The elephant in the room is the debt to equity. It has grown from .39 to 1.13. This represents an absolute dollar change in long term debt from $2.5B to over $14.1B. Long term debt topped in September 2012 with $16.1B at the end of the quarter. This may or may not be a problem. As the company has been able to maintain relatively stable margins over the past 10 years, it is hard to argue that the company does not understand how to use the incremental leverage. As the company continues to grow through acquisition, it is an important figure to keep an eye on. Compared to Pepsi (NYSE:PEP), the industry looks similar. PEP Debt to equity grew from .19 to 1.32. It is hard to say that KO is out of line.
Year 1-5 Growth
Year 6-20 Growth
Year 5 Earnings
5 Year Avg P/E
Price @ 5 Year
Future Intrinsic Value
Intrinsic + Book Value
Looking at a couple of price calculations shows that KO is overpriced. Using the current earnings of $1.93 with a combined analyst estimate growth of 7.7% as a base, I performed a discount price of $24.15. This is compared to the current price of $39. I also calculated the current and future intrinsic values. The formula can be found here. I used the AAA Corp Bond rate of 5.05%. This leads to values of current and future in the $14-$15 range. While these calculations show that the current price is high, the historic values have always been high relative to these metrics. The current P/E (20.3) is still not investor favorable at 12% above the 5-year average (18). Based on next year earnings, the P/E is 18.9, which is still 5% above the 5 year average.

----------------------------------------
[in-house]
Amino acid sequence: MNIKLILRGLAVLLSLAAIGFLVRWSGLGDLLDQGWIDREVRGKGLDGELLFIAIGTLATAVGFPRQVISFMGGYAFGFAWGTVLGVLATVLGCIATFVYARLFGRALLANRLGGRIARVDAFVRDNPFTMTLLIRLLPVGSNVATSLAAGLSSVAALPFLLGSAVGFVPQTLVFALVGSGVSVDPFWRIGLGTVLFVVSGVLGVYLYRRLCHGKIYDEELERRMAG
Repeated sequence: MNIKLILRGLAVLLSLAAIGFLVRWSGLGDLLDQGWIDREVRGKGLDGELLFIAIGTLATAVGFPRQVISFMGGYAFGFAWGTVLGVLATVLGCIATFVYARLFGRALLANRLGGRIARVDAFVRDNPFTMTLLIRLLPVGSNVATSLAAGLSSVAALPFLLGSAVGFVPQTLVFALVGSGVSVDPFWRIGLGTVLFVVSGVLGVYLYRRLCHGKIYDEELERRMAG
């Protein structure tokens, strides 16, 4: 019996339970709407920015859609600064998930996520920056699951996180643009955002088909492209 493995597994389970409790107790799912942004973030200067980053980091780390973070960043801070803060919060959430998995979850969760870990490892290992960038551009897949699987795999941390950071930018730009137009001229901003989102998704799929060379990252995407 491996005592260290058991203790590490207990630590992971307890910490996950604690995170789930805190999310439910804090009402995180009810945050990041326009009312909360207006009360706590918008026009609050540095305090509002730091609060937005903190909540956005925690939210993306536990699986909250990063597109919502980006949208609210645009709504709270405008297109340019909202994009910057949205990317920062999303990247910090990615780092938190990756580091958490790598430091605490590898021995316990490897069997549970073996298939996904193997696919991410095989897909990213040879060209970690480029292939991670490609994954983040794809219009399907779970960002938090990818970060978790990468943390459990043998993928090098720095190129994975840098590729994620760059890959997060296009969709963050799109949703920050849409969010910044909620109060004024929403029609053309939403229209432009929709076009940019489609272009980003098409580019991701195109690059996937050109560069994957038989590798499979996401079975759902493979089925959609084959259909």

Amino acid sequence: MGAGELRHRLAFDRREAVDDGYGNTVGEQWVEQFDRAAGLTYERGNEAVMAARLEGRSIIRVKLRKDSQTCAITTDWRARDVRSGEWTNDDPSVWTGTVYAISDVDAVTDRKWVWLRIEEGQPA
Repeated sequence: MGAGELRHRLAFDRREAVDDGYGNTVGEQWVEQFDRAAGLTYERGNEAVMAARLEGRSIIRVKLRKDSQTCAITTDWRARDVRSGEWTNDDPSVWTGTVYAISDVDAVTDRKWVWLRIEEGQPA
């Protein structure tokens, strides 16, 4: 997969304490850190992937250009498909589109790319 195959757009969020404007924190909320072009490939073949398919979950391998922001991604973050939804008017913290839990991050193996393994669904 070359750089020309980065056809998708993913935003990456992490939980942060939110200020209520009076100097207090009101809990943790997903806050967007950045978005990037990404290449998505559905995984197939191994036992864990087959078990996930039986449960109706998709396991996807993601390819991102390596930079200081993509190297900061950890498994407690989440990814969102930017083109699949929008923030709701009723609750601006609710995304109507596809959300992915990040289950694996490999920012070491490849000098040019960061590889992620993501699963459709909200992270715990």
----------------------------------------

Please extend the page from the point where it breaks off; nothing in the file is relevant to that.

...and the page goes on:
One of the highlights to KO is the long string of strong dividend growth. The past 10 years have shown a decline in the CAGR, but not as much as was seen from other big names in the DGI world like McDonald's (NYSE:MCD). This trend is not overly concerning especially with the note that the payout ratio has been relatively flat over the years. This tells me that management is passing on incremental earnings to investors and maintaining the payout ratio. If this is true, then the investor can expect the 7% growth rate to continue to apply going forward.
Scoring / Conclusion
Pass / Fail
Modified Chowder Rule
5 Year EBITA Growth
Debt to Equity
Min. Share Price
Do I know the Business Model
Looking at the Pass / Fail scale, Coca-Cola did not do well. It scored a 6 of 10, which is one of the lowest in the reviews that I have posted. The yield falls below my cutoff, but still close enough to give it a half pass. The real question with Coke, is not will the business be around, but how much is an investor willing to pay to buy its quality management team growing a respected world product? The low beta, higher than S&P 500 dividend and decent 8% short-term dividend CAGR all make this one a winner. Even with all the good things going for it, I am not able to pay the significant overvaluation that is currently going on with the stock. At a P/E of 20, it is almost 13% over its 5 year historic P/E. I do not think I should pay up for this premium brand, but as always I look forward to your comments.